By Ben Marks, CEO and Founder, Blocktrade Capital
In 2013, New York was the center of the US cryptocurrency space. BitInstant, a bitcoin exchange in New York that allowed customers to purchase BTC from 700,000 stores, was booming. The company had 16 full-time employees in its New York City office and accounted for 30 percent of the world’s total Bitcoin transactions. The 2013 bust of the Silk Road website led to an investigation of BitInstant and subsequently the exchange was shut down over money laundering concerns. Soon after that, New York enacted the BitLicense legislature, which required any business and individual conducting transactions in cryptocurrency to obtain a license from the state. This effectively killed all cryptocurrency use in the state of New York, which at the time was the worldwide hub for bitcoin.
It wasn’t until years later that cryptocurrency finally regained a foothold in New York. When it did, the landscape there was dramatically different. Not only was there no focus on any nefarious uses of cryptocurrency, there was very little emphasis on the investment and speculative nature of cryptocurrency. The focus today is almost entirely on the benefits of blockchain technology, and this year’s Consensus conference was a perfect example of this, as price talk was banned from the conference.
Due to high ticket prices – $2,000 in advance and $3,000 at the door – most attendees were Wall Street corporate types, who could either afford tickets or in many cases, had their companies pay for them to go. There was a smaller percentage of developers and retail investors in attendance – otherwise known as the die-hard crypto enthusiasts. Perhaps as a result of this, crypto prices did not increase in the days following Consensus, which was surprising considering the huge turnout.
Crypto Invest Summit in Los Angeles from May 1-2 was a totally different story. This conference was more about investing, and less about blockchain technology. Ticket prices for the two-day event were more affordable, averaging $500-$600 in advance and $1,000 at the door. As a result, many more retailer investors and developers were in attendance, and the conference felt more high-energy, like a highly anticipated sporting event. It was less about networking, and more about seeing the different speakers, visiting companies’ tables and talking to other attendees about your favorite coins. Unsurprisingly, bitcoin increased from around $9,200 during the conference to a high of $9,964 in the three days after the conference. With no other newsworthy events taking place during that time, it’s more than likely this 8.3 percent increase can be attributed to investor excitement stemming from the Crypto Invest Summit.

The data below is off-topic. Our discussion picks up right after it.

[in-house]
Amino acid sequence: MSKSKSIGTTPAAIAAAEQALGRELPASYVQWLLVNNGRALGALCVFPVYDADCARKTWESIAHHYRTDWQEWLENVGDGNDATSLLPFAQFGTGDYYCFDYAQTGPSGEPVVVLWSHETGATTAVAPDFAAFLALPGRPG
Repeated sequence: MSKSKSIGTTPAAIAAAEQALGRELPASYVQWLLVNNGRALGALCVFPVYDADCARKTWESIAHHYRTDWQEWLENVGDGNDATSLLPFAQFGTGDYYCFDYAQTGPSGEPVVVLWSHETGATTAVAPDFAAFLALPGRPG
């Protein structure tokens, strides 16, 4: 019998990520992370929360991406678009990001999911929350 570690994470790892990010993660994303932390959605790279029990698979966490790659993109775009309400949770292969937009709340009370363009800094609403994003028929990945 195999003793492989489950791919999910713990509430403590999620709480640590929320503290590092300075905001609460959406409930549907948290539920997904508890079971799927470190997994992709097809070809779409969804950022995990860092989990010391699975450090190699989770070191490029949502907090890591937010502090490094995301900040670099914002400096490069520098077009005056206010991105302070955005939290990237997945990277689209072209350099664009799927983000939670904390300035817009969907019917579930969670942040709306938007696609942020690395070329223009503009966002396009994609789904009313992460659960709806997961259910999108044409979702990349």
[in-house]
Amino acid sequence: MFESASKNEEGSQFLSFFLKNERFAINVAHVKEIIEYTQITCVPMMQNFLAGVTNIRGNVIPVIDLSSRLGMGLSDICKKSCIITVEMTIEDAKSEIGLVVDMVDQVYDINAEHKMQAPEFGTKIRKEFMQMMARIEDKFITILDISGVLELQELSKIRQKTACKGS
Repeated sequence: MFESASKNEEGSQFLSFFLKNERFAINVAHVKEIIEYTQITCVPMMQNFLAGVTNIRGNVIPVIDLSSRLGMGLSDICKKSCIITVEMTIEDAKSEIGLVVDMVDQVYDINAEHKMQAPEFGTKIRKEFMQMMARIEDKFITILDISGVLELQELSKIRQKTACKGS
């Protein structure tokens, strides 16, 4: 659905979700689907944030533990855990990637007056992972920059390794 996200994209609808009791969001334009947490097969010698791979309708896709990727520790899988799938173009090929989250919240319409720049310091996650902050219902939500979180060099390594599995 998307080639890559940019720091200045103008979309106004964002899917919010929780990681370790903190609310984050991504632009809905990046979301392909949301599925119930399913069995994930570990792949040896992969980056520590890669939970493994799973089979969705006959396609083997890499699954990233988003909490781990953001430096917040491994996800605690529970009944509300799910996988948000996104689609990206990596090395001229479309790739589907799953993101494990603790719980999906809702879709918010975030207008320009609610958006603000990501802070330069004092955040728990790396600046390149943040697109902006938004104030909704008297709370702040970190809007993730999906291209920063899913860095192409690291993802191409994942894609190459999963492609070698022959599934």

So what are the differences between New York and Los Angeles-based crypto investors? Los Angeles fosters more of a developer and retail investor scene. These groups are the ones that rush home from a conference to buy the latest coins that they just learned about at the event. This investor exuberance often leads to large price increases in the days following a conference. New York cryptocurrency enthusiasts are a different breed. They are institutional investors. This type of investor doesn’t usually make quick, spontaneous investing decisions the way retail investors do. Institutional investors go to conferences to make connections and later hold follow up meetings and calls with these new contacts to discuss business opportunities. Institutional investors only commit to a new venture when they’ve done their due diligence and are truly comfortable with the deal.
In retrospect, it is not surprising that Consensus didn’t lead to the price breakout that everyone had hoped for. The benefits of Consensus are much more likely to be felt months down the road when projects that were spawned during meetings at the event finally come to fruition.
In summary, New York and Los Angeles-based crypto investors are different animals but are equally important to the crypto ecosystem. Los Angeles investors are more likely to make investments based on excitement and emotion, while New York investors are more likely to take their time and conduct thorough research before investing. If we only had Los Angeles-based investors, the market might grow too fast and lead to a burnout similar to what happened with BitInstant in 2013. If we only had New York-based investors, prices wouldn’t rise as fast, and retail investors might grow bored and abandon the cryptocurrency space altogether.
Going forward, we need to temper our expectations when it comes to conference-related price increases. Investor-focused conferences on the west coast are much more likely to cause price increases than New York conferences, but we shouldn’t be disappointed if price increases don’t happen. We need to embrace both investor communities, and not create rules that ban price talk. Conferences should incorporate elements of both blockchain technology and investing opportunities, as a well-rounded event will appeal to both types of investors and ultimately help move the entire industry forward.